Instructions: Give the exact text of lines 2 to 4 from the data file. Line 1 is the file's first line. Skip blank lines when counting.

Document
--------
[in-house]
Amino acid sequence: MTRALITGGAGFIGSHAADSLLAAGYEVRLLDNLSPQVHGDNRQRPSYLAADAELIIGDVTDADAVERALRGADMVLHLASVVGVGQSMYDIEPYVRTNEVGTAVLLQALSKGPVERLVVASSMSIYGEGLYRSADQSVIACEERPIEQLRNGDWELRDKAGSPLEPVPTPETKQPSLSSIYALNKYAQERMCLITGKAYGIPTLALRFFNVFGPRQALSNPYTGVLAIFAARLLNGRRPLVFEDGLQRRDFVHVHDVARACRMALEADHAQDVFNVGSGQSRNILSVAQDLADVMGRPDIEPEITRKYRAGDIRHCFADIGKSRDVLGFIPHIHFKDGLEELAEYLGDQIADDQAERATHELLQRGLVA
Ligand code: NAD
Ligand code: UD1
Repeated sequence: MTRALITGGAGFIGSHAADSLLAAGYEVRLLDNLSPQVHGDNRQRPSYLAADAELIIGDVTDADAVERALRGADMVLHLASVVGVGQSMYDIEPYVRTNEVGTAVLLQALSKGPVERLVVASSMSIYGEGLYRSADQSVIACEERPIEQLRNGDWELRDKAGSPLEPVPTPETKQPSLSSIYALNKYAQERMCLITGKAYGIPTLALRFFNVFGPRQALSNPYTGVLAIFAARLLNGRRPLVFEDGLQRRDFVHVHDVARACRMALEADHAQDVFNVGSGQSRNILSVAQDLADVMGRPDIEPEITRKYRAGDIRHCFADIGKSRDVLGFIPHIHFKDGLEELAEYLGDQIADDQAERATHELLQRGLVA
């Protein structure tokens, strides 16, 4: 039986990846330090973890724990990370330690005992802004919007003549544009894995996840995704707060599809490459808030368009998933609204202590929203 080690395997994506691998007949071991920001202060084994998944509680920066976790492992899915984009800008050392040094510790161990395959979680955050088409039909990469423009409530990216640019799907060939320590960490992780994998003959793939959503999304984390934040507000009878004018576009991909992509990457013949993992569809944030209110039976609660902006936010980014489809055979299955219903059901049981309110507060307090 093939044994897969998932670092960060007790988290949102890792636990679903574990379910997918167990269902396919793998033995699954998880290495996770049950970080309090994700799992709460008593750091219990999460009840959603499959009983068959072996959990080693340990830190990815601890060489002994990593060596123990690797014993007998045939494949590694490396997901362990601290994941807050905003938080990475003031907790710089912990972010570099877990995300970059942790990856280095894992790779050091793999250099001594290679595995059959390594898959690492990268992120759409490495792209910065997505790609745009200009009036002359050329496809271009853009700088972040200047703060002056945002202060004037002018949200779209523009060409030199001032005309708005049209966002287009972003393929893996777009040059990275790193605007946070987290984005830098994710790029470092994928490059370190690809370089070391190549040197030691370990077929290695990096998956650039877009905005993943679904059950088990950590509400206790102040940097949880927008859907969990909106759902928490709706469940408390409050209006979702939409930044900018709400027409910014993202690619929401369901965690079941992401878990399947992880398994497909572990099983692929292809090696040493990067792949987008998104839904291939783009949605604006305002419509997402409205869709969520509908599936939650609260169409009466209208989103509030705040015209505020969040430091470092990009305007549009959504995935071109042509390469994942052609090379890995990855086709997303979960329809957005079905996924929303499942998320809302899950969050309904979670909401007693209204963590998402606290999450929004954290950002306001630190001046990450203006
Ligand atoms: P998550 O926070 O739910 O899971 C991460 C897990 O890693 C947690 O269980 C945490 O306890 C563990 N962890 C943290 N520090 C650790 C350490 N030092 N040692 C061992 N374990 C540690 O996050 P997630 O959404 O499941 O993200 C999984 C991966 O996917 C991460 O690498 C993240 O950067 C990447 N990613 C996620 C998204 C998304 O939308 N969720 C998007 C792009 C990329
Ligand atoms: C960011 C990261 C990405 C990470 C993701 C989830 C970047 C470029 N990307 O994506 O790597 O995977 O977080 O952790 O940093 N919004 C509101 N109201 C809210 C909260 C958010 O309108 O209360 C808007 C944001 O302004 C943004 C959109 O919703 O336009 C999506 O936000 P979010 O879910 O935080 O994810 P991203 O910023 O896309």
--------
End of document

Amino acid sequence: MTRALITGGAGFIGSHAADSLLAAGYEVRLLDNLSPQVHGDNRQRPSYLAADAELIIGDVTDADAVERALRGADMVLHLASVVGVGQSMYDIEPYVRTNEVGTAVLLQALSKGPVERLVVASSMSIYGEGLYRSADQSVIACEERPIEQLRNGDWELRDKAGSPLEPVPTPETKQPSLSSIYALNKYAQERMCLITGKAYGIPTLALRFFNVFGPRQALSNPYTGVLAIFAARLLNGRRPLVFEDGLQRRDFVHVHDVARACRMALEADHAQDVFNVGSGQSRNILSVAQDLADVMGRPDIEPEITRKYRAGDIRHCFADIGKSRDVLGFIPHIHFKDGLEELAEYLGDQIADDQAERATHELLQRGLVA
Ligand code: NAD
Ligand code: UD1